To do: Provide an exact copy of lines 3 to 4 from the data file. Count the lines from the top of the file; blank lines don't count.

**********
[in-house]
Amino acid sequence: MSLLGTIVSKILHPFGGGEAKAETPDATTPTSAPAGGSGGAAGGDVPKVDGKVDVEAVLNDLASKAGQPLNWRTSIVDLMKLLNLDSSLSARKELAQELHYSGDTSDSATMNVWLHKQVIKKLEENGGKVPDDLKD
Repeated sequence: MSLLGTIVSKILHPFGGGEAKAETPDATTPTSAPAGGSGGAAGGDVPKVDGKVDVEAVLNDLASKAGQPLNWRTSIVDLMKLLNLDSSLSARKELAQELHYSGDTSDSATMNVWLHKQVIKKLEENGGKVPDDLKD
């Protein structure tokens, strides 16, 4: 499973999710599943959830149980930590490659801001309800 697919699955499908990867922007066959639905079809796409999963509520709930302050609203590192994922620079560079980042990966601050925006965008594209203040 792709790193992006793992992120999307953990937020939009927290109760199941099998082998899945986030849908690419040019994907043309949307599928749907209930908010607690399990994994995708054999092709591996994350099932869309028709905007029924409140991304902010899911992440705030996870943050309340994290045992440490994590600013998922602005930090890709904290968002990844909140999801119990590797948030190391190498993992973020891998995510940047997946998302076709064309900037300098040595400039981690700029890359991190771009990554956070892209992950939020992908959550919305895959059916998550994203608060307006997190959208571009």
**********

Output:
Repeated sequence: MSLLGTIVSKILHPFGGGEAKAETPDATTPTSAPAGGSGGAAGGDVPKVDGKVDVEAVLNDLASKAGQPLNWRTSIVDLMKLLNLDSSLSARKELAQELHYSGDTSDSATMNVWLHKQVIKKLEENGGKVPDDLKD
């Protein structure tokens, strides 16, 4: 499973999710599943959830149980930590490659801001309800 697919699955499908990867922007066959639905079809796409999963509520709930302050609203590192994922620079560079980042990966601050925006965008594209203040 792709790193992006793992992120999307953990937020939009927290109760199941099998082998899945986030849908690419040019994907043309949307599928749907209930908010607690399990994994995708054999092709591996994350099932869309028709905007029924409140991304902010899911992440705030996870943050309340994290045992440490994590600013998922602005930090890709904290968002990844909140999801119990590797948030190391190498993992973020891998995510940047997946998302076709064309900037300098040595400039981690700029890359991190771009990554956070892209992950939020992908959550919305895959059916998550994203608060307006997190959208571009």